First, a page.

Akeela House Therapeutic Community
Pioneered in Alaska in the mid 1970's, Akeela House was the first treatment program in Alaska to use the Therapeutic Community modality as a means of addressing the self-destructive behavior of the severely addicted that were often thought to be beyond recovery. Akeela House, a long-term residential treatment program, is the oldest program Akeela operates and is the anchor for all their other programs. Akeela’s Therapeutic Community provides crisis intervention, residential, family, education, vocational training, referral for medical and health services, aftercare, and continuing care. In general, Therapeutic Communities serve a broad spectrum of special need populations such as pregnant and post partum drug-addicted women, individuals with HIV/AIDS and Hepatitis C, mentally ill substance abusers, criminal justice populations, the homeless, the physically handicapped, and veterans. Akeela House serves a co-ed population of men and women who have a primary diagnosis of substance abuse, either alcohol or drugs, but may also have any one or more of the special needs identified above.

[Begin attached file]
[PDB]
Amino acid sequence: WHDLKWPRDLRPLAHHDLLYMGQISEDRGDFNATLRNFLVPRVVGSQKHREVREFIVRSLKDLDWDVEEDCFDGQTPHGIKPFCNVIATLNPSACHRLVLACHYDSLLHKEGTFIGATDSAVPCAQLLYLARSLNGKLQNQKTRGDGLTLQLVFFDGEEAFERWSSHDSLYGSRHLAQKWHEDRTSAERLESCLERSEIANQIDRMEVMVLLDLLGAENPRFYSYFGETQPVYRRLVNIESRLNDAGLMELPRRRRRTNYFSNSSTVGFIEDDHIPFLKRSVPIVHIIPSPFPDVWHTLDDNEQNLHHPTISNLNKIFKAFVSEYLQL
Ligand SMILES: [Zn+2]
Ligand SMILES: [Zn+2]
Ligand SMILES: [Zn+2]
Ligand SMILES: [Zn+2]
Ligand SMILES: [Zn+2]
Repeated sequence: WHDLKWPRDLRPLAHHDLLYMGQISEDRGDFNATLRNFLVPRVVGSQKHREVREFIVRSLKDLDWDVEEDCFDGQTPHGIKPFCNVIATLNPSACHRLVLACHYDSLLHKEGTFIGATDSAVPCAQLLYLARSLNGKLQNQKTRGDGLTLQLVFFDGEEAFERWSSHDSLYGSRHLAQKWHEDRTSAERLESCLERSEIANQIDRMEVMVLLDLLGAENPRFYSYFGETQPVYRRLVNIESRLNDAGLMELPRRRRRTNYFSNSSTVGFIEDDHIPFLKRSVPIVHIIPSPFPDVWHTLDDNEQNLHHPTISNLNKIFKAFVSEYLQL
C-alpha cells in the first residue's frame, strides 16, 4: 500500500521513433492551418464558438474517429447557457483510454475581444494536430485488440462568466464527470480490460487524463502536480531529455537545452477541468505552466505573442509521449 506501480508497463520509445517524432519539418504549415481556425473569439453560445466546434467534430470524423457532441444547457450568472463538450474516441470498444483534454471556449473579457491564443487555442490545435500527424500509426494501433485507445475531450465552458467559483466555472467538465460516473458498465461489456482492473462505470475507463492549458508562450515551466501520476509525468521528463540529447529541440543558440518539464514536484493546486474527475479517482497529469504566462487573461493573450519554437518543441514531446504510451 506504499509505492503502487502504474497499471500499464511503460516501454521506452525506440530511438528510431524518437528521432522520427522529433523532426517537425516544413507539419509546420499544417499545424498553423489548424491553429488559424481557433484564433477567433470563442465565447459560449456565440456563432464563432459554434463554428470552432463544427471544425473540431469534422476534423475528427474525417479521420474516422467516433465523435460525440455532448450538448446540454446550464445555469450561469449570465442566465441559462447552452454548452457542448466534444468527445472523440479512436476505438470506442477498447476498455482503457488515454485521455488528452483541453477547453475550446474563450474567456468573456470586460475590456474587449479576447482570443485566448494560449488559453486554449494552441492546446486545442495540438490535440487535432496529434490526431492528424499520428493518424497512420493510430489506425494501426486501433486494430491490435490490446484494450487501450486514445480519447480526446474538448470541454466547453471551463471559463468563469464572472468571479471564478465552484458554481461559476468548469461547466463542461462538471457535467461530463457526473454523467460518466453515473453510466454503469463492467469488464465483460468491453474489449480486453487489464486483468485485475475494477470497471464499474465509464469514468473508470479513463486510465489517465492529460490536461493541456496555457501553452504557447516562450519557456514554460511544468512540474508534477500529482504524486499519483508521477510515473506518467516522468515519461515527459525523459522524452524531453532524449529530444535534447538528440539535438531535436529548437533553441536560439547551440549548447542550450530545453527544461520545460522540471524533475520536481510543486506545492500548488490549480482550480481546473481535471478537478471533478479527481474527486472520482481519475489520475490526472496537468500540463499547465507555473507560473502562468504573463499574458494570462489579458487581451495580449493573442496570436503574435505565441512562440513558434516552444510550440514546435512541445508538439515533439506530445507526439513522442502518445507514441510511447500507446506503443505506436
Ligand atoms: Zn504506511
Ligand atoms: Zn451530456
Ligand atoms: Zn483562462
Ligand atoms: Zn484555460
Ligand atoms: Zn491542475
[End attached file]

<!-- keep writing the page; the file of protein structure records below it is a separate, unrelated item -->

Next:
Pregnant women with substance abuse issues, women with HIV, women with co-occurring disorders, women with criminal justice involvement.
30 women per year; licensed for 48; but funded for 20.